It is around us all the time, invading our minds like termites. We hear and see negative ideas and images on the news. Our friends and associates share their negative stories or reactions to life events. We hear negative lyrics in songs or watch violence and abuse in movies or on TV. Before we know it, we feel negative and depressed about our lives. Turn it off. Walk away. Stop listening. Instead watch, read, and listen to uplifting and positive ideas and information.
7. Too Much Stuff.
Over the years, we accumulate. We like to buy things. We like to have things. But these things require our time, energy, money, and effort. They lose their shine and we lose our interest. They become a burden — something we have to dust rather than enjoy. Get rid of this stuff and free up time and energy in your life.
8. Financial Problems.
The stress and emotional pain caused by financial problems steals your joy and peace in life. Whatever you are doing now or did in the past to cause the problem, do something about it now. Yes, some financial difficulties are unavoidable, but do whatever you can to lessen the stress, even if it means delivering pizzas for a while. If you are over-spending, stop. Sell some things. Very few “things” are worth the stress of money worries.
9. Living Out of Your Integrity.
Are you living in alignment with your values? Are you being true to yourself? Do you need to apologize for something or ask for forgiveness? When you are living outside of your integrity, it causes a disruption in your soul and your psyche. It drains your energy, fosters guilt, and saps your self-esteem. Get right with yourself and with others.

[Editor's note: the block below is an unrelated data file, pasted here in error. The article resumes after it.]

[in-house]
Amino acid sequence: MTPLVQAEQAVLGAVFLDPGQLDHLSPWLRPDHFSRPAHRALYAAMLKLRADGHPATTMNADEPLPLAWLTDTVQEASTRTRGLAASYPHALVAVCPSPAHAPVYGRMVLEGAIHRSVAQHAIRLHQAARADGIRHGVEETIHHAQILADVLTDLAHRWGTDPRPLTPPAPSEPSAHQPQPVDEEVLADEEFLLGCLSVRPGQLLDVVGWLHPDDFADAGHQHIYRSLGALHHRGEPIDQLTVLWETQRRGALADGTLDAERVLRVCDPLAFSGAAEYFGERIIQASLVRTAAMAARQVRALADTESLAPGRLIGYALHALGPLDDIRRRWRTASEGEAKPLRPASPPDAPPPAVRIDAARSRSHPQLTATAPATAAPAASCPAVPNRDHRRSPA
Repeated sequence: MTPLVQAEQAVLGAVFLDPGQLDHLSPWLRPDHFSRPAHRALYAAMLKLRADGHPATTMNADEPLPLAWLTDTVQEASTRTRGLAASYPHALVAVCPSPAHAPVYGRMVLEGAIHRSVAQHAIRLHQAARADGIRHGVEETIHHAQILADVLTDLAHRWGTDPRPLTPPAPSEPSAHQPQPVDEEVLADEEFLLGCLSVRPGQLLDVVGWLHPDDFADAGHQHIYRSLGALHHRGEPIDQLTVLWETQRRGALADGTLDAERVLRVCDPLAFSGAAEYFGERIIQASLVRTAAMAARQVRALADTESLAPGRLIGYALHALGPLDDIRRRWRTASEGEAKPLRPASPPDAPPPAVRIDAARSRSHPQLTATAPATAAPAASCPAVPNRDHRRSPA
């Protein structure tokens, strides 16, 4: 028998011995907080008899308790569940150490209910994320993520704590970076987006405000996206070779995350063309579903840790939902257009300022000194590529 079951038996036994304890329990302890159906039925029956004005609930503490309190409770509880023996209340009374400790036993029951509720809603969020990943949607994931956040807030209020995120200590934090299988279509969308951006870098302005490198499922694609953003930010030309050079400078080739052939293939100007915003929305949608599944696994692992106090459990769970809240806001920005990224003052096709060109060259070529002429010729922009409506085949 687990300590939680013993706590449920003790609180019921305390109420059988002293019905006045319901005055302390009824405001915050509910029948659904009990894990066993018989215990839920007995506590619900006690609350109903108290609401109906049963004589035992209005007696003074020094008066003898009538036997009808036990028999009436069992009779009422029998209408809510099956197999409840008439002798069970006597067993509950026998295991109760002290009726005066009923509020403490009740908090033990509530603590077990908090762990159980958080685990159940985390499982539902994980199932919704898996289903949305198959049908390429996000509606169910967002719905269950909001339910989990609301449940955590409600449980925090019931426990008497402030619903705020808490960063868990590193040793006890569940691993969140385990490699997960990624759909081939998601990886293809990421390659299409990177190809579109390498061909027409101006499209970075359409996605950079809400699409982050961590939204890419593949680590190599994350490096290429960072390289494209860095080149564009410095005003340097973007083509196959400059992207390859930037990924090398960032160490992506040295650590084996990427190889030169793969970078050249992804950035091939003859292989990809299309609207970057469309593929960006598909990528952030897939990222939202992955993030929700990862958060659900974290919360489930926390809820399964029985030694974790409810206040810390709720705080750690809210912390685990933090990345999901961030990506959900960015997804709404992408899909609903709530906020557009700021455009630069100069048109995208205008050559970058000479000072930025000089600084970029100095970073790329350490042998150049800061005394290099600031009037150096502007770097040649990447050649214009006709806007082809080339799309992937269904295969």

10. Living Without Fun.
If you life is all duty and work (even if the work is enjoyable), you are living out-of-balance. Fun and relaxation are necessary ingredients for a full and joyful life. By removing some of the other stresses from your life, you can make room for pleasurable activities, travel, and entertainment. The world is your beautiful oyster meant to be enjoyed.
11. Accepting Ignorance and Inertia.
We use both of these as excuses not to do something. We talk ourselves into our own inability to accomplish or change because we are afraid. We are afraid it will be hard, we are afraid we might fail, we are afraid it won’t work. You and everyone else knows these are just excuses to avoid. Don’t accept them anymore. Stretch yourself.
12. Lack of Communication.
In every single relationship you have, especially your primary relationship, healthy communication is essential to your life happiness. We you aren’t communicating properly with someone, you feel anxious, angry, frustrated, and helpless. Open, honest, loving communication is the number one ingredient for successful relationships. If you don’t know how to communicate in a healthy way, then learn how to and begin to implement these skills.
“I believe that an orderly universe, one indifferent to human preoccupations, in which everything has an explanation even if we still have a long way to go before we find it, is a more beautiful, more wonderful place than a universe tricked out with capricious ad hoc magic.”—Richard Dawkins